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David Wall


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I have just received the very sad news that David Wall died this afternoon at 3pm. His was a tremendous talent and a very dear personal friend. I am incredibly saddened by his tragic passing at such a comparatively young age and a long illness.

 

R.I.P. "Ginger"

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My wife became aware through former Company colleagues a few weeks ago that David was very seriously ill, but it's still a shock to hear of his untimely death.  RIP.

 

A thought - if anyone has a picture of that most striking statue on the Embankment, it would seem fitting if it could be posted here.

 

 

Edit:  A link to a picture is now at No 14, below.

Edited by Ian Macmillan
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Oh no, how terrible - another one leaving us too young.  My deepest condolences to his wife and all those affected by his death, which will be a goodly number.  I'm too young in ballet-going terms to remember him as a dancer, but I certainly had the pleasure of watching him coaching for a number of years at ENB before he retired.

 

I notice that Ballet.co interviewed him a few years back, and thought I would link to it here:

 

http://www.ballet.co.uk/magazines/yr_05/jun05/interview_wall.htm

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I'm really shocked. He was a fantastic actor dancer, one of the all time greats. I have thought of him recently as I watched all those Mayerlings since he created the role and inhabited it with scary depth. His final performance in Mayerling, when he retired, was amazing, both as a performance and with the devotion of his audience. There was a huge banner and enormous applause. He was a wonderful partner and therefore forged some fabulous partnerships, not least with Lynn Seymour, who created Mary Vetsera with him. He was a lovely warm man, who always recognised and acknowledged you if he had met you, however briefly. He was a devoted family man, doting on his grandchildren. My heart goes out to his widow, Alfreda Thorogood, who was herself one of the finest dancers the two Royal companies ever had.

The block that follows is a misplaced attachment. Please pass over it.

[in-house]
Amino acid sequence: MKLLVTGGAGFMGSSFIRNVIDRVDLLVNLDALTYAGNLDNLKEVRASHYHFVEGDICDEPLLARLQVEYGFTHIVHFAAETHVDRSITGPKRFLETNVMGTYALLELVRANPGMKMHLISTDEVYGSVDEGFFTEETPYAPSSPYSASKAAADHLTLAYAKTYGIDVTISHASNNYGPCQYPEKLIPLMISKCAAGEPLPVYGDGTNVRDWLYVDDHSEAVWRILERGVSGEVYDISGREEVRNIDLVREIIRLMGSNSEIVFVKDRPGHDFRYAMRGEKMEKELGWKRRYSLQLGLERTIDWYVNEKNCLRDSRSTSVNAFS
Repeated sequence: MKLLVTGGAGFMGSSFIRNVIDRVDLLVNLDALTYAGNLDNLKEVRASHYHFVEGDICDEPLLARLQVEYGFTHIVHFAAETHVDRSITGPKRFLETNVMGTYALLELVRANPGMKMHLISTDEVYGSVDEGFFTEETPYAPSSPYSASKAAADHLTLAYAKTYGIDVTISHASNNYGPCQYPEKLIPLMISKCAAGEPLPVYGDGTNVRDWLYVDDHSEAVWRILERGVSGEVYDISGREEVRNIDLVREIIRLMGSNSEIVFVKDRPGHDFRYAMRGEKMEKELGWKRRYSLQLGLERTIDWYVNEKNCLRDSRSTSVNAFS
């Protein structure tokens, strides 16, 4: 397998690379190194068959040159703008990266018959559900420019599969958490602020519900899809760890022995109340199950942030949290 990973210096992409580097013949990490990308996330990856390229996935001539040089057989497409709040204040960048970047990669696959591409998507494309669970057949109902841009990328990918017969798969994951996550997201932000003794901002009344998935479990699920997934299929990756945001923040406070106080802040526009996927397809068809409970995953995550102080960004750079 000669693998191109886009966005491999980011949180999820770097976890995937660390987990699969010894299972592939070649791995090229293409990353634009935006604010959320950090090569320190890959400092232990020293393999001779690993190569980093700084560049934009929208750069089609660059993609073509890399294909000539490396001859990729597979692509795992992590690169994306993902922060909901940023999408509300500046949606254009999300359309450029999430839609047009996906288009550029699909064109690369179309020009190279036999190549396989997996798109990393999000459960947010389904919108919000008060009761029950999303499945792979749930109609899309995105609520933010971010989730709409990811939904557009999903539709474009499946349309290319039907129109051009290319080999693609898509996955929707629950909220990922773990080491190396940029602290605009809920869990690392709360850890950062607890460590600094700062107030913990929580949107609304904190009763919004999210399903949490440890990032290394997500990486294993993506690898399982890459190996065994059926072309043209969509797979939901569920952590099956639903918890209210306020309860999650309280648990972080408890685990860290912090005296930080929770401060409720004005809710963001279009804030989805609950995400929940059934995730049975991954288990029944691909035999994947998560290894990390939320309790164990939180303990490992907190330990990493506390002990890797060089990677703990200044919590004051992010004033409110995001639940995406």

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The first time I ever went to see the Royal Ballet, back in 1978 as a poor university student and recently arrived from NYC, David Wall happened to be dancing, I think with Lesley Collier.  I fell in love with him that night and after that whenever I could afford to go to the ballet I always made sure it was when he was dancing.  It was thanks to him that my love affair with the Royal Ballet started, an affair that continues to this day.  He had it all, and on top of that was a lovely man.  On that night in 1978 I never would have dreamed that 27 years later I would be sitting with him in a very small room doing an extensive interview with him.  He was so interesting, and so warm.  My daughter, who was 14 at the time, was with me and thought he was wonderful.  I met him a few times after that over the years, and he was always so sweet.  So, in tribute to this great artist, here is a link to the interview.  He had some very interesting things to say about creating Rudolf and Lescaut.  I hope you enjoy it, and I'd like to say here thanks for all the performances, David, and for all the knowledge, support and experience you gave to subsequent generations.  Rest in peace. xx

 

http://www.ballet.co.uk/magazines/yr_05/jun05/interview_wall.htm

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David was a mentor and close friend of Daria Klimentova's these past 20 years. She is of course devastated at this news, and has asked me to tell you all that her performance in Swan Lake tomorrow night will be dedicated to him. It will no doubt be a very emotional performance.

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Apparently, ENB dedicated tonight's performance of Swan Lake to David Wall, but Daria will naturally want to dedicate her own performance tomorrow night to him as well. He was one of the judges at last year's Emerging Dancer Awards. Condolences to his family and friends.

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Looking back through the Forum's Twitter timeline today, there has been a very notable reaction to the news of David Wall's death from dancers, critics and fans.  Supplementing Sim's reports above, I have selected just two - from Daria Klimentova, replying to critic Graham Watts, and from ENB's dancers.

 

@DKlimentova: .@GWDanceWriter -I don't know how I will dance tomorrow but I will be dedicating my performance to David - without him I would not be at ENB

 

@ENBtweets: We dedicate tonight’s performance to David Wall, who passed away this afternoon. His memory will forever live on in all our hearts. RIP x